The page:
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A day in the life of a financial planner (part 1)

15 March 2018Myra Knoesen

What do financial advisers do? The basic requirement, according to Mark P. Cussen, a Certified Financial Planner and author of ‘A Day in the Life of a Financial Adviser’, is technical knowledge in the areas of finance in which they practice, but true professional competency requires much more.

In fact, Cussen states that financial advisers must wear many hats to do their jobs effectively, and those considering this field as a career should study what the day-to-day lives of advisers are really like.

The daily schedule

The average financial adviser’s day, according to Cussen, usually begins early and often runs into evening hours, especially for those who are new in the industry.

Cussen mentions the daily schedule of a typical adviser usually will include the following:

  • Prospecting –The method and amount of this will depend largely upon the circumstances of the adviser. A newly minted professional with no book of business to draw from can expect to spend at least half of every day pounding the pavement in one way or another, either by developing a referral network or visiting with prospects in person. Those who start out with a warm market in which to prospect will be spending a fair amount of time interacting with these people. Other modern methods include establishing a strong digital presence and writing a blog.
  • Servicing current clients –As advisers build up their book of business, their focus will gradually begin to shift from acquiring new business to servicing current customers. Many established advisers will begin their day by reviewing client portfolios, answering client inquiries and addressing outstanding issues before moving on to new business. Most established advisers will tell you that this approach is the best way to generate new business because clients who receive excellent service are happy clients (who will make referrals).
  • Administrative chores –Although this often can fall under the category of servicing clients, any prospective adviser should be prepared to spend a material segment of their work day dealing with bureaucratic tasks such as compliance reports, updating client records, processing trade tickets, and dealing with other recordkeeping procedures. It probably should be said here that the majority of successful advisers are able to retain a fairly large amount of detail in their heads on an on-going basis.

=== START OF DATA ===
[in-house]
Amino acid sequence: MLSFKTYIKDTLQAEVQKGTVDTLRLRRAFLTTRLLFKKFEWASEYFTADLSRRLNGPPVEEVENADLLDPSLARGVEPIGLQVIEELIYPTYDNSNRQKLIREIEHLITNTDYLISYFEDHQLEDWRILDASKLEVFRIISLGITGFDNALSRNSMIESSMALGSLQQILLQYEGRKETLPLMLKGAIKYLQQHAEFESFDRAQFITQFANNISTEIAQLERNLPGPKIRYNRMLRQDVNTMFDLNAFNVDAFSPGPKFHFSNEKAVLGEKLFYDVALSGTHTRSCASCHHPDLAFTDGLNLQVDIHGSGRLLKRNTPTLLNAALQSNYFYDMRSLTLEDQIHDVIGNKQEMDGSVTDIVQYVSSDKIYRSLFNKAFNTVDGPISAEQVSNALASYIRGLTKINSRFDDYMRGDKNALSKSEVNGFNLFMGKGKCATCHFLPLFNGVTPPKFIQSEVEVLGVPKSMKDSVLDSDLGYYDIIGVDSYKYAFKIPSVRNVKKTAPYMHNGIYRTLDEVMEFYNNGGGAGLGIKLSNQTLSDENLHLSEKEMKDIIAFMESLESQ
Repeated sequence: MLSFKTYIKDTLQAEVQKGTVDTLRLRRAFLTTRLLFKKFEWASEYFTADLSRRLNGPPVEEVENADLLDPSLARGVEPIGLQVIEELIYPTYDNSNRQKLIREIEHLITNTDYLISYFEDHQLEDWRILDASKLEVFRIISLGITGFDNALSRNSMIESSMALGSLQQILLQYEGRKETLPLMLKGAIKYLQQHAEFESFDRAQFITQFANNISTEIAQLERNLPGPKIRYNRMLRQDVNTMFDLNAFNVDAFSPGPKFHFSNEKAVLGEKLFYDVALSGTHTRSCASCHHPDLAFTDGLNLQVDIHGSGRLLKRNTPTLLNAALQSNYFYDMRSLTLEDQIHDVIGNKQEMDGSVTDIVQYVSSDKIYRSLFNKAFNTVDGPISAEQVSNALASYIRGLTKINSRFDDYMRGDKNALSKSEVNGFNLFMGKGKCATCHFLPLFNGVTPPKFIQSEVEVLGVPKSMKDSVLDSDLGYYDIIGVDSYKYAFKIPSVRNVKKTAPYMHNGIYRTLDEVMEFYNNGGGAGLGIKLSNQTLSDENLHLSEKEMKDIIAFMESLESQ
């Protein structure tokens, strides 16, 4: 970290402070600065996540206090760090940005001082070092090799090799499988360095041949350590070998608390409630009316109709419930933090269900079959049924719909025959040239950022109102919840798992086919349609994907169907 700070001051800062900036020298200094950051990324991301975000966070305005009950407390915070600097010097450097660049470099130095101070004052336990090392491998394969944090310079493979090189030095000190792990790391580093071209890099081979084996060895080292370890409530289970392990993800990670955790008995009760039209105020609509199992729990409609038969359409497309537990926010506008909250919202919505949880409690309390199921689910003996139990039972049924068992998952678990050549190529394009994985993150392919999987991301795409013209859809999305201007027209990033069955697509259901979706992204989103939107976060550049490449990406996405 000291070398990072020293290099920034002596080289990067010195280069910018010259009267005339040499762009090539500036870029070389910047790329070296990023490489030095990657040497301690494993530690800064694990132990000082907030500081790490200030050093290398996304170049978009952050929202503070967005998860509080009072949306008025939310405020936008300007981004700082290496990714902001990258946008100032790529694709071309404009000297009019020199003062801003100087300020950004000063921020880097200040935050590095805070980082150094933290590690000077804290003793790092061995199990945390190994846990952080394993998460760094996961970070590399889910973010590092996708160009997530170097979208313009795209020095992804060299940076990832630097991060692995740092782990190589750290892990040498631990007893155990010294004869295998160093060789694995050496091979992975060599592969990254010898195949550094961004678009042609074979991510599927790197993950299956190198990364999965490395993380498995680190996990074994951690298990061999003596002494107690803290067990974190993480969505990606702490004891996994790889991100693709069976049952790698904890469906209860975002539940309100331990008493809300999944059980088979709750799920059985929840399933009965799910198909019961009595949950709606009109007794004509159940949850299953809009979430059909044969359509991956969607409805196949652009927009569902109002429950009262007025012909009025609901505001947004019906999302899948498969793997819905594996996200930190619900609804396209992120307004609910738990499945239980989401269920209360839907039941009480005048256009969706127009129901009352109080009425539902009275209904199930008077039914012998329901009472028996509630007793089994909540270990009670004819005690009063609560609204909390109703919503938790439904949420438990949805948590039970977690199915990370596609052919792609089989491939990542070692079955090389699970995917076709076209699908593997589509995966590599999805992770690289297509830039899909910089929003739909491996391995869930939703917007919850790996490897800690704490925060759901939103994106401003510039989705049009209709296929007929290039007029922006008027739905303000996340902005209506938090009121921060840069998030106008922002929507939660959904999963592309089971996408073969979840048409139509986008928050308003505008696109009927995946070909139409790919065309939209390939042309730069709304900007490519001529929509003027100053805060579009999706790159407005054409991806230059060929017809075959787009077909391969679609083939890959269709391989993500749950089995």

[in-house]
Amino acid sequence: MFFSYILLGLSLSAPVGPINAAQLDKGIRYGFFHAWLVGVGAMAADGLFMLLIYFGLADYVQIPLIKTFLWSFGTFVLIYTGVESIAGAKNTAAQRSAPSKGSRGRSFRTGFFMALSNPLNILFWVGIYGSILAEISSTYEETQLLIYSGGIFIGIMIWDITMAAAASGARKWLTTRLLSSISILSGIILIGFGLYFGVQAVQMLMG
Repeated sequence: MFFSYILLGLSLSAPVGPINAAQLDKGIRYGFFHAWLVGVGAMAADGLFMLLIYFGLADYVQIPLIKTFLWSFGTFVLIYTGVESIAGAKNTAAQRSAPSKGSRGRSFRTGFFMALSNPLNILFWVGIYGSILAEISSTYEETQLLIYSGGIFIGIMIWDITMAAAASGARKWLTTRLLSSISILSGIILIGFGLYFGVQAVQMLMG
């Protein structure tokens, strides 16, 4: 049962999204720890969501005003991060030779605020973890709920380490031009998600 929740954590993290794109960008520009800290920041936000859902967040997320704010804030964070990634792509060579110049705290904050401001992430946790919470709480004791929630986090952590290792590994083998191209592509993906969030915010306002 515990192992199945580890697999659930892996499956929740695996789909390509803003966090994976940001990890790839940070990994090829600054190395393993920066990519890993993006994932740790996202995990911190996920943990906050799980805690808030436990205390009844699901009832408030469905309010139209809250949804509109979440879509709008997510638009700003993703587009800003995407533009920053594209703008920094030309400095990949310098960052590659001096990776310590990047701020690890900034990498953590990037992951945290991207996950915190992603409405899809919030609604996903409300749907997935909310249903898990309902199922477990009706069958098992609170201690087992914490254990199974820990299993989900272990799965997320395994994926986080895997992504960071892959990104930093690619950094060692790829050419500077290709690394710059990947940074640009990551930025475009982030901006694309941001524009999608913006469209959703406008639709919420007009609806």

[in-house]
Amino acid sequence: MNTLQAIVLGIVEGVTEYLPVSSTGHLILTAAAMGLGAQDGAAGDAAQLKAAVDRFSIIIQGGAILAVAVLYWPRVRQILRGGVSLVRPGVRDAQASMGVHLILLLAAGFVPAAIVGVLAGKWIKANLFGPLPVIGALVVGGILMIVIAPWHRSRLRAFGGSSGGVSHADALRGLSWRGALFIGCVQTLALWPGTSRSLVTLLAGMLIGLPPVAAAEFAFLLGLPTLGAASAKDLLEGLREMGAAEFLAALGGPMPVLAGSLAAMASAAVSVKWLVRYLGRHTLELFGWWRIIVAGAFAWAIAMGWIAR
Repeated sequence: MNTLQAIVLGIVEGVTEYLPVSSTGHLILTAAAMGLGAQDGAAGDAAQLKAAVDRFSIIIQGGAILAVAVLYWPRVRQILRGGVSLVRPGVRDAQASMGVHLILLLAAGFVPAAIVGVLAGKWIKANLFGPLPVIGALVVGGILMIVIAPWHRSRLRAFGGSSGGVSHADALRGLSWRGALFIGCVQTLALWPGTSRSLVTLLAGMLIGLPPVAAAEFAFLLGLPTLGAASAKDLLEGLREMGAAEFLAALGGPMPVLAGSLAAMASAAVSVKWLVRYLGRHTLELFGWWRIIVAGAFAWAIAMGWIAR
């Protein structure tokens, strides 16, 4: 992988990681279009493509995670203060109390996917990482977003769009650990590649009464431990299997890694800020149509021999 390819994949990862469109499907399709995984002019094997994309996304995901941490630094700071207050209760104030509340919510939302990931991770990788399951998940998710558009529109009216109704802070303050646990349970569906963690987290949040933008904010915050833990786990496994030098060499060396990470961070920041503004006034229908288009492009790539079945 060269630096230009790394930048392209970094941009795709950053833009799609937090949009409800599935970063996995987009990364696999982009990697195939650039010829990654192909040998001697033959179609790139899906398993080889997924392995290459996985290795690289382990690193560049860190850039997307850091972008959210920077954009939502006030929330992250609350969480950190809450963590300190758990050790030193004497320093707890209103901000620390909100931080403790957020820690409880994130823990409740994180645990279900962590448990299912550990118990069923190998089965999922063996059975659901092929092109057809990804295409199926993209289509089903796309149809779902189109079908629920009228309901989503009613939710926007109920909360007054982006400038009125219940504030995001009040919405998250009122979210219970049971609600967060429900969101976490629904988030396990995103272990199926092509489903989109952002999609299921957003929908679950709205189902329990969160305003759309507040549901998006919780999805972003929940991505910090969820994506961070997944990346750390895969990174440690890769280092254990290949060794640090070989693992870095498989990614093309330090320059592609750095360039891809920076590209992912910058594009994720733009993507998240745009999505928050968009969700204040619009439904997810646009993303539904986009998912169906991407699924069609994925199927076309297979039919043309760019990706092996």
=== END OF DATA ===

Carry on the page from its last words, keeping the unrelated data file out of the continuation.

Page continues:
• Financial planning –While this may seem obvious, you will have to make time to deliver your core goods and services to your clientele — and this can be difficult to fit into your schedule at times. Entering data into financial planning or tax programs can be a long and tedious process and requires excellent attention to detail. Even those who pay others to do the data entry portion of this will have to closely monitor this process.
  • Continuing education –This inescapable element of financial planning can go considerably beyond the mere satisfaction of industry or credential educational requirements to include investment and product research. Many securities and insurance vehicles require specific training before the vendor will approve the adviser to sell them. Some advisers frequently attend week-long seminars that cover specialised topics or continue earning new designations to provide the level of service their clients need. This cannot only be time consuming but also expensive in some cases. 

As you would expect, the other — and most important — element of any financial adviser’s job, Cussen says, is building and managing client relationships. This begins with creating a professional impression during the prospecting phase, delivering what you promise during the planning phase and keeping in touch with them on an ongoing basis. And of course, this can be a real challenge at times.

In part two of the article we take a look at what a typical day looks like in the life of a financial planner.

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